It was an honour to be invited to deliver the Anzac Day address for the community of Mologa. For those who’ve since requested it, this blog contains the speech which I gave.


I would like to begin by thanking you, the Mologa community, for the honour of providing this address today. It is a very solemn occasion, one with special meaning for both me, and the extended Marlow family. I also want to thank all of those people, both past and present, who fought for the Mologa memorial to remain in its home and who have cared for it over the years. We all owe you a huge debt. This remains a sacred place to all of us, and it should always be just that.

Over a century has now passed since the signing of the Armistice that called an end to World War I, a war in which millions of people suffered and died. It is almost impossible for us today to imagine how it was to live through the years of 1914 to 1918, to face the uncertainty and the fear. Across the world approximately 16 million people lost their lives and another 20 million were wounded, of these 8 million were left with a permanent disability. Of a population of just 4.9 million, 340,000 Australians served overseas in the combined Australian military forces, 313,000 of these were of the volunteer Australian Imperial Force. One in five of the Australians who enlisted were destined to not come home.

The war memorial about which we gather today, reminds us that twenty-two young men were farewelled from the township of Mologa. They boarded the train from the railway siding that existed just beyond us, usually amidst some fanfare and gathering of friends, family and townsfolk. Fourteen of these young men called Mologa home and ten were never to return. They were neighbours, mates, sons, brothers, husbands and fathers. They were family. They left with a sense of duty and some with a sense of adventure. Five of these twenty-two young men who enlisted were the sons of Sarah and Charles Marlow. Three did not make it home: 25-year-old Charlie, 24-year-old George and 19-year-old Albert.  A further seven sons are listed on this memorial under the heading Supreme Sacrifice: Will Street, Les Townsend, Jack Price, Ray Leed, Robert Campbell, Pat Ryan and Daniel O’Sullivan.  A lost generation of young Mologa men.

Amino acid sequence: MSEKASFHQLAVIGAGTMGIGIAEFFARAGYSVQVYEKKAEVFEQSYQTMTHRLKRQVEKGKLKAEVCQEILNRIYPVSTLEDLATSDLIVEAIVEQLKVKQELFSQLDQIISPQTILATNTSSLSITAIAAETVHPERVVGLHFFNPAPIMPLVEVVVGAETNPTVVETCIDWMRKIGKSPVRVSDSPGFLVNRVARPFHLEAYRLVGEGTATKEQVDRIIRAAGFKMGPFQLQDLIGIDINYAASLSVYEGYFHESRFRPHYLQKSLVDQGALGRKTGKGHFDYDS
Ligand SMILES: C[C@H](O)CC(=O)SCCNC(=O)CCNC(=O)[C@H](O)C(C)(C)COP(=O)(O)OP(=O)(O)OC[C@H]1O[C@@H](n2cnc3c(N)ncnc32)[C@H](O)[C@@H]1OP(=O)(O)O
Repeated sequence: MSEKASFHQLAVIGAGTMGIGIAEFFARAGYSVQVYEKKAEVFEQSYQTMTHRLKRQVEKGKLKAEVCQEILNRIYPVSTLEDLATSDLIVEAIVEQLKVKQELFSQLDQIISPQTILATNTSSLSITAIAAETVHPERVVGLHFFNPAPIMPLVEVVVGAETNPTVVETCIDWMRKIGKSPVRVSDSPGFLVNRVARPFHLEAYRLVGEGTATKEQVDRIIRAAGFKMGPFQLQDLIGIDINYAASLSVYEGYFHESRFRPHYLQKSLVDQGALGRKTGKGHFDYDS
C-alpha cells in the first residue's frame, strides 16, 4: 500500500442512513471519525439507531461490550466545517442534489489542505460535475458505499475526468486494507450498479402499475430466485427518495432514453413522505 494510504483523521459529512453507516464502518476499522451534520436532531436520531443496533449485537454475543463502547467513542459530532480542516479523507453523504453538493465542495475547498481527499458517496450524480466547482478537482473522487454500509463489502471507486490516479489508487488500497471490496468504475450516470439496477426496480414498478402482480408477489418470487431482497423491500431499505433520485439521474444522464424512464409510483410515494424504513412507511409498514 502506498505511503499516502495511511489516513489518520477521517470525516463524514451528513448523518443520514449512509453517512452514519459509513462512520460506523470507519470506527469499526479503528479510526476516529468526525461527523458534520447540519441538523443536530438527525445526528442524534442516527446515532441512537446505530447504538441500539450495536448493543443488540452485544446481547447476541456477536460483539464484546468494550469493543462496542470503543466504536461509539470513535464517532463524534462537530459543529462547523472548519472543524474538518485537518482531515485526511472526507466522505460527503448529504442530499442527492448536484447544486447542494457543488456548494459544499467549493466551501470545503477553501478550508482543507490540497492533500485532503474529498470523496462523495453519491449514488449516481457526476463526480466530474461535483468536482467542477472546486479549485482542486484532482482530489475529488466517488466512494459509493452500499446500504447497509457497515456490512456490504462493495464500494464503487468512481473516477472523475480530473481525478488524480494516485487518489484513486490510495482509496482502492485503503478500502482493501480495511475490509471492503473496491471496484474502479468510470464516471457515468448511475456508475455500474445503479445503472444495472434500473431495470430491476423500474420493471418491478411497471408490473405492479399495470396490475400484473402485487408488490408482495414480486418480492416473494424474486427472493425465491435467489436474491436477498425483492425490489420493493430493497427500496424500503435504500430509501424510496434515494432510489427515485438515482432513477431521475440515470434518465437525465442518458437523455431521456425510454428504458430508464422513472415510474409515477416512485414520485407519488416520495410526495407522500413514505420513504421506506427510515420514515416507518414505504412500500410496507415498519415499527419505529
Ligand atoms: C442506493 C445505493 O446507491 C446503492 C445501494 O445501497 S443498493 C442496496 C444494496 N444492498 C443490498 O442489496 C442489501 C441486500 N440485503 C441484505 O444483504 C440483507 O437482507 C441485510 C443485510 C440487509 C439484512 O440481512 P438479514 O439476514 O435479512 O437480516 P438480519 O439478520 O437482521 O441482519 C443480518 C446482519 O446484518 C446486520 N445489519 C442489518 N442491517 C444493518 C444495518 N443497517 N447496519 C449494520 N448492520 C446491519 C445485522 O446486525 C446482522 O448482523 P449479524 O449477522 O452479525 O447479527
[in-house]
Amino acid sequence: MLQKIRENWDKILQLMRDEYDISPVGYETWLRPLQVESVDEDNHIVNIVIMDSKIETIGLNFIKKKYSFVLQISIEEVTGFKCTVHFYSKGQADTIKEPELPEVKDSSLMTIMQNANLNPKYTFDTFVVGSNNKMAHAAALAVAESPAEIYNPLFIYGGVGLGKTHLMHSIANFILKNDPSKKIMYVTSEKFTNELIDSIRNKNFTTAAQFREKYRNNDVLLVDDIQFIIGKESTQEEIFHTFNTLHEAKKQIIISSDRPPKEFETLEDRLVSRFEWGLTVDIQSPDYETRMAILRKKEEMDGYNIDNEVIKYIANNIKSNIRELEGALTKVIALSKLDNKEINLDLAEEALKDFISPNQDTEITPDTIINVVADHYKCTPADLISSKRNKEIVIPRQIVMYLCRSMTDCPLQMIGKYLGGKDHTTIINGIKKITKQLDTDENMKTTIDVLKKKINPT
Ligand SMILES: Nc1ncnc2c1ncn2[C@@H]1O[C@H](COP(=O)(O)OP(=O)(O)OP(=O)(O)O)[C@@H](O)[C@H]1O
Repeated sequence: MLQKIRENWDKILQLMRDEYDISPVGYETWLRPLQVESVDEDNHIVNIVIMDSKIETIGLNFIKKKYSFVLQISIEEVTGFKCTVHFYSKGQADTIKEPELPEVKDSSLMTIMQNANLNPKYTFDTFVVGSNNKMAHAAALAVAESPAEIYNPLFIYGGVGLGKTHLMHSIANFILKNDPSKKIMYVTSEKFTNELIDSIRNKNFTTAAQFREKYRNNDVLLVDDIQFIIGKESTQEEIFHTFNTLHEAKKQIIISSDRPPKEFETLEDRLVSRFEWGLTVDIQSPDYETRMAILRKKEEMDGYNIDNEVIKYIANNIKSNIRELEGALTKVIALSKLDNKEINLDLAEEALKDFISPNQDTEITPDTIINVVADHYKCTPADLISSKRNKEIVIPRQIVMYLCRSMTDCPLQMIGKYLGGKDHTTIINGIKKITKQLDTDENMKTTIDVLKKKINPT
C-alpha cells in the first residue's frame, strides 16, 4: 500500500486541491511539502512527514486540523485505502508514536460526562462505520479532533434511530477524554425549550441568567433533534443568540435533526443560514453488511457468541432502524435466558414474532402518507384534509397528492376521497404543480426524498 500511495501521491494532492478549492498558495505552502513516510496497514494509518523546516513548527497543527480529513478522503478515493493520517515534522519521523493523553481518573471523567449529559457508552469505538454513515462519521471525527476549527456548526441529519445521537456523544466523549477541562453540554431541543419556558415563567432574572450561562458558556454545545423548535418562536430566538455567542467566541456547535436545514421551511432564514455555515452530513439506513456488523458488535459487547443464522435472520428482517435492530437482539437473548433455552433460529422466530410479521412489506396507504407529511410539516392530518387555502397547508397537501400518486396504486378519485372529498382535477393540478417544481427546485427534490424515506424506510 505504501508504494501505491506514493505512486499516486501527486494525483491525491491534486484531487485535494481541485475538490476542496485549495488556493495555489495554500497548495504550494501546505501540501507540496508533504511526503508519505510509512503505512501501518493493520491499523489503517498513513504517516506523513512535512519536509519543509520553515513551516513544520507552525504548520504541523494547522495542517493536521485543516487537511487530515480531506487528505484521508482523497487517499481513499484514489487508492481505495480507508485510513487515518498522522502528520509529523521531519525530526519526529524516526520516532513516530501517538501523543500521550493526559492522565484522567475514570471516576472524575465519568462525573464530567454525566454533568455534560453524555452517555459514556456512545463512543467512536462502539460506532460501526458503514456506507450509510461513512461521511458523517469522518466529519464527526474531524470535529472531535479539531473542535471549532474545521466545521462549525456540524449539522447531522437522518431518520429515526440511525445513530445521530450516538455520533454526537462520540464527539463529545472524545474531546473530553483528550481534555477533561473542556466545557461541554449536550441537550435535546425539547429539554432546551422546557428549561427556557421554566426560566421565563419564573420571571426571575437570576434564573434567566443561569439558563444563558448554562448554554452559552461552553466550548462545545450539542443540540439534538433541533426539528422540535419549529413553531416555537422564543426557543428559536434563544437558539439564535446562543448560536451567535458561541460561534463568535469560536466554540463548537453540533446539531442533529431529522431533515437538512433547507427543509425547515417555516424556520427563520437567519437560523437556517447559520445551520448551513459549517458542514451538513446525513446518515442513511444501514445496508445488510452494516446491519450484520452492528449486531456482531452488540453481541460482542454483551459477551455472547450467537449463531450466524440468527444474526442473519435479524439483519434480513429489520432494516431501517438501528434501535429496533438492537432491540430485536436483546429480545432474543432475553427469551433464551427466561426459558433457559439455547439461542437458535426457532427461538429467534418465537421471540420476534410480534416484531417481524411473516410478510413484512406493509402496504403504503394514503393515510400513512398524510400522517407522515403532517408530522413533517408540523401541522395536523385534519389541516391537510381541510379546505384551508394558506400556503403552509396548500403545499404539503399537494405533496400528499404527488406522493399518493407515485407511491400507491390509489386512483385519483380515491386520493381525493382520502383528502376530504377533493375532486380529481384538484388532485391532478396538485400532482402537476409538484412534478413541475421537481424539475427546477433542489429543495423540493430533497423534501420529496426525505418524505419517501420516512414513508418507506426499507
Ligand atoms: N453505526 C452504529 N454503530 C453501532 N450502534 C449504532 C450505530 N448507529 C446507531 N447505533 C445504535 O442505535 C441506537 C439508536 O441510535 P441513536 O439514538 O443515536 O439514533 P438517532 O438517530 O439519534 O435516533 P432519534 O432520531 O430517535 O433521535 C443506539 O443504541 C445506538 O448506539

Also listed are those Anzacs who, through sheer luck, returned to their families. They were changed men. Some carried disabling physical injuries or painful scars, others suffered neurological damage. For most, they carried unseen psychological wounds which they endured in their darkest moments and in their nightmares – Tom Alford, James Dillon, Charles Fyffe, David Fyffe, Alf Ferris, Tom Gray, Amos Haw, Knowlson Haw, Ewen Johnston, William Leed, Allan Marlow, Percy Marlow, Hugh Martin, Andrew Price, John Ryan, Michael Ryan, Herb Street and Wilsie Townsend.

For families like those of Sarah and Charles Marlow, like the Townsends, the Leeds, the Prices, the Campbells, the Ryans and so many more across the world, no number of patriotic words could ease their pain. As a child, I was told that my Great-grandma had died of a broken heart. I never really understood what that meant, not until I had read the letters of her sons and understood the anguish a parent would feel. Her surviving sons always reassured Sarah and Charles that they had organised for a wooden cross to be made and placed on the last resting place of their brothers. Families at home did not have graves about which they could gather and grieve for their loved ones. Sons were buried or missing on distant shores that for most, they would never have the opportunity to visit.


The need to commemorate was strong, and the war memorial movement spread across the world. Committees were formed to create lasting memorials such as monuments, avenues of honour, memorial halls, honour boards, parks and gardens. Communities wanted to show their respect and gratitude, they wanted to honour the service and sacrifice of the locals who had served their country.

Like so many memorials to those who served in WWI, the funds to erect the Mologa memorial came from the work of community members. As reported in the Pyramid Hill Advertiser, on 6 December 1918, residents of Mologa gathered:

In a corner of a nicely shaded and grassy paddock on Mr Pickles’ farm on Wednesday, a good number of district residents assembled at a picnic arranged for the purpose of raising funds to set up a suitable memorial to soldiers from the locality to recognise the valour of all and to keep in memory those who have fallen in the fight.